You’re sort of a legend yourself when it comes to the work you’ve done as a sportscaster. Do you have a favorite moment from your time covering gymnastics? 

I go back to what happened in Tokyo and what happened to Simone because it was so dramatic and compelling. When she got the twisties and decided to withdraw, it took so much courage on her part to make that decision. And we’re all scrambling and trying to figure out what’s happening. For the next few days we had no idea if we would see her again. To see her come back and not just come back, but compete the way that she did on the balance beam – the emotion when she finished that routine, not just from her but all of her teammates – everybody was in tears. The family and friends weren't there for Tokyo but she had her phone out and was already talking to her family and it was this incredibly emotional moment. To talk to her about it after and realize that that was so important to her because of what she had been through. It didn’t have to be a gold medal. That was one of the highlights. I also think when Nastia won gold, that was fabulous. Nastia had this back and forth in 2008 with Shawn Johnson. Nastia wins one competition and Shawn wins another – nobody really knew what would happen once we got to the Olympics. The way she performed with such grace – both of them – those are remarkable moments. And any time someone shows up that surprises people, like Gabby Douglas in 2012. Gabby was not necessarily the front-runner. Everyone thought that Jordyn Wieber was the ‘it girl’ and then she didn't qualify for the all-around final. Then all of a sudden, here comes Gabby and she just wows everyone. It was this electric, fabulous moment. On the men’s side there were terrific moments and in other sports too – I could talk your ear off!"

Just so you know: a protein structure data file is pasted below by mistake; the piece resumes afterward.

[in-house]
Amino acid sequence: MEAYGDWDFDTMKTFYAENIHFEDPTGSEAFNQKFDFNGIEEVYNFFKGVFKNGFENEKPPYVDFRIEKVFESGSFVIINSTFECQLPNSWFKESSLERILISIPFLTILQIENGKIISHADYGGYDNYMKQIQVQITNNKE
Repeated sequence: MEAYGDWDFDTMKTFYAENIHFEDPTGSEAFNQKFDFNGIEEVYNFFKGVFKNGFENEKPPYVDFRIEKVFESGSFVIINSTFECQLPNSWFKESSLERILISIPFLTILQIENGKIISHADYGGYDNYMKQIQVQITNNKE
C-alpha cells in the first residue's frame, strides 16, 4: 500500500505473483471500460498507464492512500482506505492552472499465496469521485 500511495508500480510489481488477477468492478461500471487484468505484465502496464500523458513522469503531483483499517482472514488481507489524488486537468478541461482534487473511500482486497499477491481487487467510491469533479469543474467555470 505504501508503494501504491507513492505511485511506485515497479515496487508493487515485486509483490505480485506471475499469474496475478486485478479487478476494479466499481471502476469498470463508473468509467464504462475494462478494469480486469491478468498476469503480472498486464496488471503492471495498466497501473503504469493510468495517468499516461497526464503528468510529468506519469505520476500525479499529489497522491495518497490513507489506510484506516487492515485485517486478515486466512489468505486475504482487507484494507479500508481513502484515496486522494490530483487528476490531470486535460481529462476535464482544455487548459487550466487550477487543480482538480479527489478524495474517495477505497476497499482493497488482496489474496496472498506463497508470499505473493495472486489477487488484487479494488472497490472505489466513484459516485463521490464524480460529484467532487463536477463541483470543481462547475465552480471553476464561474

I want to dive a little deeper into Simone’s journey. You covered her career through her first Olympics in 2016, all the way until Tokyo. Now she’s gearing up for her third Olympics as the most decorated gymnast of all-time. What do you make of her journey and everything she has achieved in the sport?